During German unification in 1990, the then US Secretary of State James Baker had verbally pledged to Soviet leader Mikhail Gorbachev that if Germany was allowed to be unified within NATO, the alliance would not move "one inch east". (Although Baker later denied making this pledge, declassified documents indicate he may very well have made the promise.)
Forget an inch, NATO fairly quickly moved a few thousand miles East. Hungary, Poland and Czech Republic – countries that once belonged to the USSR's sphere of influence – joined NATO in 1999, followed by seven other countries from the neighbourhood, five years later. Albania and Croatia joined in 2009. In many ways, Ukraine is the last front for Russia before Western powers come knocking at their doors.
In 2008, US President George Bush rather inexplicably decided to nominate Ukraine and Georgia for NATO membership when both countries clearly were not close to meeting the criteria for membership. A tense and awkward situation ensued and NATO, after a British-brokered compromise, declared both states would eventually join without specifying when. This, political scientist Samuel Charap describes, "was the worst of both worlds". Ukraine failed to get the security guarantees that come with NATO and at the same time fell into the crosshairs of Russia.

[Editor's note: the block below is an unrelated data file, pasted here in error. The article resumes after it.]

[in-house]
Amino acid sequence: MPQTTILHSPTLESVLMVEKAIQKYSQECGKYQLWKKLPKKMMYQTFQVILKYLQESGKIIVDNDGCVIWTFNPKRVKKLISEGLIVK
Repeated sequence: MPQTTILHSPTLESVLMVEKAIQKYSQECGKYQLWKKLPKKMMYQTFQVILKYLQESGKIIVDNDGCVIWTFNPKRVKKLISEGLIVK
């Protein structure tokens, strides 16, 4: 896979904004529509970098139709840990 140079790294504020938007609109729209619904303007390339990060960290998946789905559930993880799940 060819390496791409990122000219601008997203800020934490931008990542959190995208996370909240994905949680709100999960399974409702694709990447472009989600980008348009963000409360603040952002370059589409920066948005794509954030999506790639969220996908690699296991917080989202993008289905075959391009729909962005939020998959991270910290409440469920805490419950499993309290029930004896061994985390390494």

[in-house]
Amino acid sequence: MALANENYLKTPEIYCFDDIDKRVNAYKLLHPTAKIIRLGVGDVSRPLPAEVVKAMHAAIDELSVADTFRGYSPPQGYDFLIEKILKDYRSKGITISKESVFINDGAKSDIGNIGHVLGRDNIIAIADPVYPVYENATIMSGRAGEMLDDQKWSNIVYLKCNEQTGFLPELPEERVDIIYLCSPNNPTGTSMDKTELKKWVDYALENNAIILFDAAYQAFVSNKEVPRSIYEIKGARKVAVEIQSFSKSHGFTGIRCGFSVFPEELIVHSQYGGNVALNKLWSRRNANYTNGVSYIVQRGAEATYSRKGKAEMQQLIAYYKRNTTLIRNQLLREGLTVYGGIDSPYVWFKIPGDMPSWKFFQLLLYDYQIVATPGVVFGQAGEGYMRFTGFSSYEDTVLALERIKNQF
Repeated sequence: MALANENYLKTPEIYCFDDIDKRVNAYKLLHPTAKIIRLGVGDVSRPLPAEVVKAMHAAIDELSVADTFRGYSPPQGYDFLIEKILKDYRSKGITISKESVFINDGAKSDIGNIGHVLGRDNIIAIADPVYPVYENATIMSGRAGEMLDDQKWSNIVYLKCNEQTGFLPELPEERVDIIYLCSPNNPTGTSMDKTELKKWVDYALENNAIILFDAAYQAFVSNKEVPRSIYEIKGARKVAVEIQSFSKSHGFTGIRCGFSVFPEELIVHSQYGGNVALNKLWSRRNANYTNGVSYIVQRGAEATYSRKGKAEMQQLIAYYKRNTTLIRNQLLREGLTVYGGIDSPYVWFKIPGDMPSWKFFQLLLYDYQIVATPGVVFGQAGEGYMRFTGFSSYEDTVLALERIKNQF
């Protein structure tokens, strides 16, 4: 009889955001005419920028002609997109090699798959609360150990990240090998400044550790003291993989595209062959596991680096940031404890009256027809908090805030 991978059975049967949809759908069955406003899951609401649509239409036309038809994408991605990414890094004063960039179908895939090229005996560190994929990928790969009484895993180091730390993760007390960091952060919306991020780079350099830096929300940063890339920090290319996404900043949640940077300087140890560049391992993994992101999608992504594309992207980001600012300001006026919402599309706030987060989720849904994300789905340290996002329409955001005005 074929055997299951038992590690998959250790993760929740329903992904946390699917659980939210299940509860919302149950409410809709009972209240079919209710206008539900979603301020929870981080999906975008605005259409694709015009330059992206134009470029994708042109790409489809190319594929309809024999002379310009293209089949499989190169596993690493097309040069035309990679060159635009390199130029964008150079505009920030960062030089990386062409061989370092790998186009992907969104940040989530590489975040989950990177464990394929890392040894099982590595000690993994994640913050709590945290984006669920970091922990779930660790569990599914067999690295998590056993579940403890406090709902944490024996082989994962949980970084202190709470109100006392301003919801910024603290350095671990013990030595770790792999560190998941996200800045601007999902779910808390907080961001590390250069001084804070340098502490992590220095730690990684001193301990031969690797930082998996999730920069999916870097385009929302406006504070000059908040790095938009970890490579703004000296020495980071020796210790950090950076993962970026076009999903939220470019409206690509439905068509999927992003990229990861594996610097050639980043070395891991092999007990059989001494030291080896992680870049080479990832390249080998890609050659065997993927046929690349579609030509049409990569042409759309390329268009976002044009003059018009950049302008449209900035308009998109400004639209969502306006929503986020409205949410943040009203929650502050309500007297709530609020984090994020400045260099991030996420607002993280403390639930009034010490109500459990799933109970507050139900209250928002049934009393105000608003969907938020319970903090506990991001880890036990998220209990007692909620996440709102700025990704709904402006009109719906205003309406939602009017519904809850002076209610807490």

The 2014 invasion of Crimea was in some ways a response to Bush's 2008 missteps, because, as Putin put it: "I simply cannot imagine we would travel to Sevastopol to visit NATO soldiers." But the invasion was also triggered by more immediate concerns – the West-supported overthrowing of Ukrainian President Viktor Yanukovych a month earlier. Yanukovych, of course, had won a controversial presidential election a decade earlier, in an election fraught by allegations of massive rigging as well as US and Russian influence, before the Ukrainian Supreme Court annulled the results and called for fresh elections. It would seem the big powers are not satisfied tinkering with Ukraine's fate only from the outside.